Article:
Don't be insulting and pretend I'm speaking of anything more than the passage of Romans 9:5, since you know my position on manuscripts from way back, and I can give you an informed answer concerning just about any significant variant in the NT text.
In this case, there's not a single variant listed in the NA28 text. This removes the only "variant" reading listed in the NA27, which is specifically noted as being "Schlichting cj," which means a conjectural (cj) emendation offered by Schlichting. There is also no variant listing in the UBS4 text, which reversed the previous conjectural emendation of the UBS3 committee that forced a doxology to the Father and was used in a small number of translations. The passage is punctuated the same in the critical texts and in the Textus Receptus. So what variant punctuation or variant are you proposing? Where's all the manuscripts with a full stop (not a middot) after "over all," etc., or supporting all these "various" readings you keep offering?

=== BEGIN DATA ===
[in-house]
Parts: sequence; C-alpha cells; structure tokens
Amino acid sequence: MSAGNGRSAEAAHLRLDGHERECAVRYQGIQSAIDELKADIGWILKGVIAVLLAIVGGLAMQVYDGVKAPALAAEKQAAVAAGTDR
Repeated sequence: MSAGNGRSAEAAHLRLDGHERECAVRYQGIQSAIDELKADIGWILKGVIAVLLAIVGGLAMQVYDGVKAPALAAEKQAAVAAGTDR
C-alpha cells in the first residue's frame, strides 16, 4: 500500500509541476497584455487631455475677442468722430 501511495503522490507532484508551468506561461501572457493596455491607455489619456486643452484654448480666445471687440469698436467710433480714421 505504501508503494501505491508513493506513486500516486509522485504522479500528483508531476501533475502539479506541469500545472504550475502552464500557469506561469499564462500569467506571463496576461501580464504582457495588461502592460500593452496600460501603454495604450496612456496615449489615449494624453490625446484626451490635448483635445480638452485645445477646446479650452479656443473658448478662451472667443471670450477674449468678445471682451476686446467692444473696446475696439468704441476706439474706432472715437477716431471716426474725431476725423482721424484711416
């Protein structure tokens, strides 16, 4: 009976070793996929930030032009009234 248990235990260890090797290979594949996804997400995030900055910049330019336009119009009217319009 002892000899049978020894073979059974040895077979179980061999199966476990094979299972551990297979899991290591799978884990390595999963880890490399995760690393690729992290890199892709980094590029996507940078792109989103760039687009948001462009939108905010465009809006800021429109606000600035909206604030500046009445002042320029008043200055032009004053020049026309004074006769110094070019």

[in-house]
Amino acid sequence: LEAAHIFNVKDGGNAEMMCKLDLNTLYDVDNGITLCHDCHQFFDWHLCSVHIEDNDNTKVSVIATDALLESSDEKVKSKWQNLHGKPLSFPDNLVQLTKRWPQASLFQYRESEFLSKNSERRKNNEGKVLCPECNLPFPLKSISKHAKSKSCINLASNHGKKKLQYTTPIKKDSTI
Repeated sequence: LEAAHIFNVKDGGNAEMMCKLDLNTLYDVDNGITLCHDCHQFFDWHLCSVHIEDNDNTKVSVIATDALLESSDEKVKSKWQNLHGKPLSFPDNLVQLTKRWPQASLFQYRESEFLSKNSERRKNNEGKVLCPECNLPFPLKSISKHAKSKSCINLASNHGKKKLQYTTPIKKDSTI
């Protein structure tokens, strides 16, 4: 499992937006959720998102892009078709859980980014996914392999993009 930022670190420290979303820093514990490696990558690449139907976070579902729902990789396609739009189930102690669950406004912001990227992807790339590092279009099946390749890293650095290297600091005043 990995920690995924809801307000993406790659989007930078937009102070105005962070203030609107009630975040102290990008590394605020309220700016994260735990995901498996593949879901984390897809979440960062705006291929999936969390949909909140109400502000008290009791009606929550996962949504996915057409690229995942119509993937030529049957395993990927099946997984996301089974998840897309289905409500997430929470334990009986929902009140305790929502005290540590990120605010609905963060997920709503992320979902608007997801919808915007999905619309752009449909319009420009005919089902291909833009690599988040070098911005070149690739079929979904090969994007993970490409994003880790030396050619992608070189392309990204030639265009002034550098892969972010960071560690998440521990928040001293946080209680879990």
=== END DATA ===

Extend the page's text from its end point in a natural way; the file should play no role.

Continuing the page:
Greek punctuation among the manuscripts designates a short pause, long pause, or full stop. What we find in manuscripts such as Alexandrinus and other manuscripts is a middle dot, which corresponds with our comma, after "flesh." It is not a period. Thus you will find the middot in Stephen's 1550, and the comma in Beza's, and both signify one and the same thing.
This false claim by you is discussed now on a new thread.
And I never had any context other than Romans 9:5.